A new car service is looking to compete with Uber, but with a twist. A startup called Shuddle will focus on ridesharing for children and seniors, and it just raised $9.6 million in its first big round of investment funding. According to Tech Crunch, Shuddle has now raised $12 million in funding, and though it's so far only based in California's Bay Area, Shuddle plans to use the money to begin expanding into new markets. It's an interesting idea — it would be extremely helpful to parents who can't find the time to drive their kids to endless sport practices, dance recitals, and other hobbies, as well as seniors who want a safe, comfortable option to get around.
Shuddle is a lot different than Uber, which has seen controversy after controversy, in many ways. For one, the majority of Shuddle drivers are women. For two, many of those drivers are teachers and nannies "who are doing this kind of thing anyway," says Nick Allen, the CEO and founder of Shuddle who's also a co-founder of Sidecar. For three, the extra training would hopefully make drivers both more safe and trustworthy, so parents aren't too worried about putting their child in a car with a stranger.
Parents often use carpooling as a way to circumvent the stresses and inconvenience of getting children to the many places they need to be. Granted, that carpool driver is generally a kid's parent or a babysitter, but that doesn't always work out. According to Shuddle's website, they screen for "reliable and friendly caregivers" with experience. Then they must pass a "ShuddleScreen" process that includes: face-to-face interviews, employer references, a criminal background check, a motor vehicle reference check, a vehicle inspection, and in-person training and orientation. The ride also, of course, includes GPS tracking, and a message is sent to the parent once the passenger has arrived at his or her destination safely.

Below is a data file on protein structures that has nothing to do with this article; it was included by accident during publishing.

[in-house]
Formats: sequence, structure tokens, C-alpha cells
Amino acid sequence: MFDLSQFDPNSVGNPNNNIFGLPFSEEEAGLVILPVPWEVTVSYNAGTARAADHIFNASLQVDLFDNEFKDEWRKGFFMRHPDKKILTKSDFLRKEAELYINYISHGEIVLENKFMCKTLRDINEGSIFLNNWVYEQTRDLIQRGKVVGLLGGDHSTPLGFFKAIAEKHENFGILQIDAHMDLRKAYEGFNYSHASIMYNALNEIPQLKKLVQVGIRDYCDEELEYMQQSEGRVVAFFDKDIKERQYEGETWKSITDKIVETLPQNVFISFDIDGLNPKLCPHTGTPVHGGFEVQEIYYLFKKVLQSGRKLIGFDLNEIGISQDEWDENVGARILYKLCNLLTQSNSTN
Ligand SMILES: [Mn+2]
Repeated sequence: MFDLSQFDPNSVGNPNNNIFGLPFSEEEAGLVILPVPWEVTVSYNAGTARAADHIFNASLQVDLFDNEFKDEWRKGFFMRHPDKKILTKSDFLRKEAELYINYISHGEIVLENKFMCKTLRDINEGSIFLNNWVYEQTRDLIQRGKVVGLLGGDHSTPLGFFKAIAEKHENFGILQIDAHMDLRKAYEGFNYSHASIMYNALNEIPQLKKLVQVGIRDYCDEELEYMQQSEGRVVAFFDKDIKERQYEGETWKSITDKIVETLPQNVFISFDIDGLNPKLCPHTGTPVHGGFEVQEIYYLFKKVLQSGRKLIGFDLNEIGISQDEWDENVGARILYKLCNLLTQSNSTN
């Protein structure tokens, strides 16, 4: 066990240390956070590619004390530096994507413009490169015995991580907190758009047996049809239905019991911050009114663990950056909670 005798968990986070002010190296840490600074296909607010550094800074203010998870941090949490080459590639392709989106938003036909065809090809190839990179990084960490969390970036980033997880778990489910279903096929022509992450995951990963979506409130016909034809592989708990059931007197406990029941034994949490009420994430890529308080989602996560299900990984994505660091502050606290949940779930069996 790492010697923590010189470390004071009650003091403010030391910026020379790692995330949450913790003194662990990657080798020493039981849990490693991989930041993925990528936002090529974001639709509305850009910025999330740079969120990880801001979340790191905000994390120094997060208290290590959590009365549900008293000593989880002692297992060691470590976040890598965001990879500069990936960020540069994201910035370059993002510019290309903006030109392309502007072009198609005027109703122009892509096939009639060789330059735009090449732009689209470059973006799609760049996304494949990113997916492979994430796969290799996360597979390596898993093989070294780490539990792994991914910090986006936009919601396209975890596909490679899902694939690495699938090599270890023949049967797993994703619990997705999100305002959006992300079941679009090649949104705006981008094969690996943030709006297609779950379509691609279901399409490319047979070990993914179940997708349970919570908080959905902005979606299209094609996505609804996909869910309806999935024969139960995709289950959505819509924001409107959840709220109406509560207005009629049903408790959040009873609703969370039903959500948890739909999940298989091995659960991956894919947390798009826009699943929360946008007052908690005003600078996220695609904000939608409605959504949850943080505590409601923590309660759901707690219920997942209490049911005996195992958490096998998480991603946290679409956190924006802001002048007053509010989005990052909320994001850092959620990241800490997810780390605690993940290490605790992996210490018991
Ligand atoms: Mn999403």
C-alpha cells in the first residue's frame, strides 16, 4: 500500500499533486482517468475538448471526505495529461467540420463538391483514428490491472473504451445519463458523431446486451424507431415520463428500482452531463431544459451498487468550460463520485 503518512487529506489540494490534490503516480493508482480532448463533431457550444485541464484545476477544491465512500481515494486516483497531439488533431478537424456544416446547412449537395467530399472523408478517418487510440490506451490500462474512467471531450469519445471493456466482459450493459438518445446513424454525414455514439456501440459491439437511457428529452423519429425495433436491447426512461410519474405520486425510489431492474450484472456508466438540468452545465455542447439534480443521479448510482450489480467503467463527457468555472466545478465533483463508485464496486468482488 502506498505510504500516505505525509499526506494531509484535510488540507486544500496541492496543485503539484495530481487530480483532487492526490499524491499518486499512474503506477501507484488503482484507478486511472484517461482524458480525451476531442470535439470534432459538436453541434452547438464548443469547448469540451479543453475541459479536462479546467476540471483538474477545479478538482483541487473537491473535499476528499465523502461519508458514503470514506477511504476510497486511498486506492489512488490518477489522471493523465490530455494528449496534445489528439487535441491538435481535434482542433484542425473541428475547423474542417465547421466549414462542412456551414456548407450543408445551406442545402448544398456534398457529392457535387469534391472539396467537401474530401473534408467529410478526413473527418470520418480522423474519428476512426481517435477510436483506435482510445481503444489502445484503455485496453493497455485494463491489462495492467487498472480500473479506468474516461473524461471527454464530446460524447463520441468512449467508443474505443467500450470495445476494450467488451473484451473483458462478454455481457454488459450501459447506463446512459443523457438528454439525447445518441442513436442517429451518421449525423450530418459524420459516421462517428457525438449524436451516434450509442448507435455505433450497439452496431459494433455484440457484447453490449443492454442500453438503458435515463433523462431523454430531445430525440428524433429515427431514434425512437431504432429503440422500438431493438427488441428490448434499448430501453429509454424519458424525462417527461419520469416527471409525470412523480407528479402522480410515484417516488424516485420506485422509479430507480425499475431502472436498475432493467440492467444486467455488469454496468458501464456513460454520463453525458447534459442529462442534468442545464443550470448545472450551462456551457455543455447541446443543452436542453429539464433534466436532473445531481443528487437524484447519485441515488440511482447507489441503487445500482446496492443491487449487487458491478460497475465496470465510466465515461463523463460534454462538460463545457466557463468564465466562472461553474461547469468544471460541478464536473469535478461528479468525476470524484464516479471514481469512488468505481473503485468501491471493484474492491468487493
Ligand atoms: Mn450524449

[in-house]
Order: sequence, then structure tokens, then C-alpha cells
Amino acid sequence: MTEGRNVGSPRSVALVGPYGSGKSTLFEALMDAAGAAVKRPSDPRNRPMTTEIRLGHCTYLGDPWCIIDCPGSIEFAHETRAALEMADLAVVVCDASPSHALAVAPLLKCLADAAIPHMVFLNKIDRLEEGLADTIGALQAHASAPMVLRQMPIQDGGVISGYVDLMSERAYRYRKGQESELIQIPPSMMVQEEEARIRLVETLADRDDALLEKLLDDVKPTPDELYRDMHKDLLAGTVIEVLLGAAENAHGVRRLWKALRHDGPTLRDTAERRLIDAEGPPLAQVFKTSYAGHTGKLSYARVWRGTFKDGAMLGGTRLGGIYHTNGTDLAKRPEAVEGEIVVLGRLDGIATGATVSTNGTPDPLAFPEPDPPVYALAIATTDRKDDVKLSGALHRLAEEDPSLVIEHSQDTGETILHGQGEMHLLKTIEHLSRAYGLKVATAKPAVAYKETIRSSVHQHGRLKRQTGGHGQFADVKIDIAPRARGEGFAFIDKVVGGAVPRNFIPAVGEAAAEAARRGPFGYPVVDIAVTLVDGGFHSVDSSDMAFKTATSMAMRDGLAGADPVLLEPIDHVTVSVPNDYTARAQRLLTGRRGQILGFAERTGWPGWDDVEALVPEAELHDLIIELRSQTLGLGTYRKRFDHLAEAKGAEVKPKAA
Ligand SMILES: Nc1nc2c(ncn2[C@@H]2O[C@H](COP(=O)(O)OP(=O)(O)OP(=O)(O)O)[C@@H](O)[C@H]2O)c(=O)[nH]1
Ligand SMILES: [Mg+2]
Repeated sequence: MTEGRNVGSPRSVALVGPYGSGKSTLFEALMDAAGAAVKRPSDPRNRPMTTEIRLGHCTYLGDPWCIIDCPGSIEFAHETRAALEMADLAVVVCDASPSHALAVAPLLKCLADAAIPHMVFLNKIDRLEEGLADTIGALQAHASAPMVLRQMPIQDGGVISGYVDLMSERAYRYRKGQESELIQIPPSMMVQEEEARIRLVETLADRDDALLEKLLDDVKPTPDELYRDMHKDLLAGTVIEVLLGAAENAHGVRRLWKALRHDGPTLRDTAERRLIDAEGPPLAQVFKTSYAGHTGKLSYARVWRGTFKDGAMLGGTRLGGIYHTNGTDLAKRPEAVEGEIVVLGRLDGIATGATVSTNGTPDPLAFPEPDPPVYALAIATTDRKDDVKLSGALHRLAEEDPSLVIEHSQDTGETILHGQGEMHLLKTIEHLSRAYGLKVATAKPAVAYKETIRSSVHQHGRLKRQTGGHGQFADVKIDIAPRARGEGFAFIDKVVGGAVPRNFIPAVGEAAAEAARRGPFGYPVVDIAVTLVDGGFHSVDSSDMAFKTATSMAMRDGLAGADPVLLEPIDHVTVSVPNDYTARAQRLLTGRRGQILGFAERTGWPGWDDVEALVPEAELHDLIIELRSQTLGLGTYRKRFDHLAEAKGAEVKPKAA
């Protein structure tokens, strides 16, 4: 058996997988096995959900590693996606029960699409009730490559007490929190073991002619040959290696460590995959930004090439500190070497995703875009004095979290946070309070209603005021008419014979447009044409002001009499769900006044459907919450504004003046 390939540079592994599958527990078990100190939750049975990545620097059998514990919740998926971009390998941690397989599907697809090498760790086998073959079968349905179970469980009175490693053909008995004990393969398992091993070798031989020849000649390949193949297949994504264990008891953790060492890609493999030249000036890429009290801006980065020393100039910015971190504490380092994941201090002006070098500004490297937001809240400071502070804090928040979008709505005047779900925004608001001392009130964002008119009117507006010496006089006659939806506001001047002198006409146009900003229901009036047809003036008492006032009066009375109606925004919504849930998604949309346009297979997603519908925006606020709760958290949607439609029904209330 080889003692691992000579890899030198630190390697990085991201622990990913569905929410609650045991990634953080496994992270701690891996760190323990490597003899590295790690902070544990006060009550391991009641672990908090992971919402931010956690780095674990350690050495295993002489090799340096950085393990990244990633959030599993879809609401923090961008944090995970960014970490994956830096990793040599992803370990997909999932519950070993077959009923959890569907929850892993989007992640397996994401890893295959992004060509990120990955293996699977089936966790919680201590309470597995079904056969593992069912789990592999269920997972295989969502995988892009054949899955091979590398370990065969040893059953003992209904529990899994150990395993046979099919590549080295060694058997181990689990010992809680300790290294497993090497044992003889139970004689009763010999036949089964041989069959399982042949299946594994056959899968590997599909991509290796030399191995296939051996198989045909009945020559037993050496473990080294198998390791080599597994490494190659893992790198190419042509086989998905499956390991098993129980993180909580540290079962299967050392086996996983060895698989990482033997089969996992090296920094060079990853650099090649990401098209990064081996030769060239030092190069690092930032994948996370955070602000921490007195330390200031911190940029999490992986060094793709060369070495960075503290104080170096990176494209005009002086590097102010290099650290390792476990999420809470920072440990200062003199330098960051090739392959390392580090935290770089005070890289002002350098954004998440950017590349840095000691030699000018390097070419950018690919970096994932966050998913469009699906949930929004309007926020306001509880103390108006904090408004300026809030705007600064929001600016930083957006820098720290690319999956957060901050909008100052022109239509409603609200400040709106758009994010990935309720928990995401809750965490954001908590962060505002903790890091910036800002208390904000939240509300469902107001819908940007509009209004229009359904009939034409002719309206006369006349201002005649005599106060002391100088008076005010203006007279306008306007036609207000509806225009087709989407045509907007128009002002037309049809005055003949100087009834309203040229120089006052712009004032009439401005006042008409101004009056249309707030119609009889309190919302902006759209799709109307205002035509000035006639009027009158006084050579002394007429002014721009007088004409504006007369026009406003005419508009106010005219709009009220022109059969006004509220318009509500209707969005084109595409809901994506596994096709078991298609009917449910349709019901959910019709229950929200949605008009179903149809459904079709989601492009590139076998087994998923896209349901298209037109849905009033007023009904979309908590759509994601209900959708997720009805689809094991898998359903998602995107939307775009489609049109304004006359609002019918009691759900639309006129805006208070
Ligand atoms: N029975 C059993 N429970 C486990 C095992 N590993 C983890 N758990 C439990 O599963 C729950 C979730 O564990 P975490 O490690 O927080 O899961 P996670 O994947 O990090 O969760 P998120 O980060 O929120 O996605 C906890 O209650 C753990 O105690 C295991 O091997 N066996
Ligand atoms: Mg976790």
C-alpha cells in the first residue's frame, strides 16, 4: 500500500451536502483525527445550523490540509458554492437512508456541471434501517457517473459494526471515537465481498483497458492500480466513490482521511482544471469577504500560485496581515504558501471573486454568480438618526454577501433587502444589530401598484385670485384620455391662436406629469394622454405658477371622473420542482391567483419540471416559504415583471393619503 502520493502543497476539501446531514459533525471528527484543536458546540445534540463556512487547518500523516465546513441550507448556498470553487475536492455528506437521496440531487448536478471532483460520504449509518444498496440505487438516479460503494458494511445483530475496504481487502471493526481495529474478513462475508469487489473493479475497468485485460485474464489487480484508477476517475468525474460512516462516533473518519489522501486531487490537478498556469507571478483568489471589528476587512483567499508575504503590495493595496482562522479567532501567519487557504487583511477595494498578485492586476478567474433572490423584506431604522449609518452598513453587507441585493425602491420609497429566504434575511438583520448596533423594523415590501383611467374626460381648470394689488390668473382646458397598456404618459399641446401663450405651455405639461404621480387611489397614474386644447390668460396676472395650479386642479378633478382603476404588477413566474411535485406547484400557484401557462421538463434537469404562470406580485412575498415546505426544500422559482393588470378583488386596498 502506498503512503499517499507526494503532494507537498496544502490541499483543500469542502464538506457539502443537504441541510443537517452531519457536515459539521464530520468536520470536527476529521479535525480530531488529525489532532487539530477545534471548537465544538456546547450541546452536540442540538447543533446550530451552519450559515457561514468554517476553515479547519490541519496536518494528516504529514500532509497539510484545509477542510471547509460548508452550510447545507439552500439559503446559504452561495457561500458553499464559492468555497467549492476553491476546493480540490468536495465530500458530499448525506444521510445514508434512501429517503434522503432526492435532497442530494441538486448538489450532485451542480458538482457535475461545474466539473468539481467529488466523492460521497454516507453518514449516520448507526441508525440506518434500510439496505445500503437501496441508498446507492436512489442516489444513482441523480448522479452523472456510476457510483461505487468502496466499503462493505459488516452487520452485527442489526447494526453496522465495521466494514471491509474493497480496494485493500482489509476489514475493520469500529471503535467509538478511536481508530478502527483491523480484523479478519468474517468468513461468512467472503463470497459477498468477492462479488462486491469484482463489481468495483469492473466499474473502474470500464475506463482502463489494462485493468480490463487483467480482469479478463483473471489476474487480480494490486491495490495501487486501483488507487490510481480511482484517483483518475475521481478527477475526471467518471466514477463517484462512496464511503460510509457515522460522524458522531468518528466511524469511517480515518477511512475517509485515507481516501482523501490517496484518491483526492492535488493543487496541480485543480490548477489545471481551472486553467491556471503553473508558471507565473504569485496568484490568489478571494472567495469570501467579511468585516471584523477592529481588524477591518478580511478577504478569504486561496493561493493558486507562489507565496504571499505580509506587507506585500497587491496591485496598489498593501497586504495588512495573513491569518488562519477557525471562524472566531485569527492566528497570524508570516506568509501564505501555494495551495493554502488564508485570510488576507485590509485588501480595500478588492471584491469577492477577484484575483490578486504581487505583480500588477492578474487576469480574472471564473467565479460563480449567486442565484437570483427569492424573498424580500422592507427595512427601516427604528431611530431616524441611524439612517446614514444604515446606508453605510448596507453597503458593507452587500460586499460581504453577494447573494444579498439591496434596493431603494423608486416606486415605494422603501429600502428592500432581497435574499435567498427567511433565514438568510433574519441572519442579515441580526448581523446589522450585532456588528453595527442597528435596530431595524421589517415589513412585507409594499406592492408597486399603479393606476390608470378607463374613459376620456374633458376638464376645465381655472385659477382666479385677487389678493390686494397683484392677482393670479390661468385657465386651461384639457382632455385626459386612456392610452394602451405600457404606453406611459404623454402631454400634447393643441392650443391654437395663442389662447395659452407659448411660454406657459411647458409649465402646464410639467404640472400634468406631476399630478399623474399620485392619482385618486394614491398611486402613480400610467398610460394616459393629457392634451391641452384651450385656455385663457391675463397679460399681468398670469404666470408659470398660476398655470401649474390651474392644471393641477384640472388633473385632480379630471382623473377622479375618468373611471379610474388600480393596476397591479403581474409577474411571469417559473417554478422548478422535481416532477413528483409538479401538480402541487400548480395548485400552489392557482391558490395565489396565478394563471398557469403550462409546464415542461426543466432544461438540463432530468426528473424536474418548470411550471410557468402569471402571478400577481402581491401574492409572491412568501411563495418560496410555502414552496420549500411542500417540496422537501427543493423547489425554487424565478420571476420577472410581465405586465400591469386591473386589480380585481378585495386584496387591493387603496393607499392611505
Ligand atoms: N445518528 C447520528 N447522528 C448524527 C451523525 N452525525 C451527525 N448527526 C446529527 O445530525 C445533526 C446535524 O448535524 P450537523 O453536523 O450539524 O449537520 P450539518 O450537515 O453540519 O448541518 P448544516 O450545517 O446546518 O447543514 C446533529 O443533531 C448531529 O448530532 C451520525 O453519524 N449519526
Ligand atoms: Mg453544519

To use Shuddle, passengers must have a mobile phone, caregiver permission, and a secret word chosen by the family that a driver will say to confirm their identity. All rides must be scheduled a day in advance, fares are based on mileage and time, and, like Uber, there is no cash used. There's also a $9 monthly fee, which seems well worth it if it's a safe a service as it seems; Shuddle says the monthly fee goes toward paying for the driver ShuddleScreen process, which, in turn, makes the ridesharing service safer. Steve Schlafman, principal at RRE Ventures, which invests in Shuddle, said in a statement:
Nearly every parent struggles with getting their kid(s) from point A to point B because they often need to be in two places at once. Shuddle solves this problem. RRE Ventures is incredibly excited to partner with Shuddle to bring safe, reliable and trustworthy transportation to millions of families across America.
Whether or not parents will feel comfortable letting their children (or their parents — remember, Shuddle also caters to seniors who need to get somewhere but still want to be independent) remains to be seen. But Allen says they're at capacity for service and ride volume has grown five times as much since the service came out of beta. Allen told Forbes that the fears of putting children in a car alone with a stranger are fading.
I heard the same argument when we started Sidecar, that no one wanted to get into a car with a random stranger. But kids already do that: taking carpools, riding on the school bus or city bus, riding a bike to school themselves.
Images: Shuddle (5)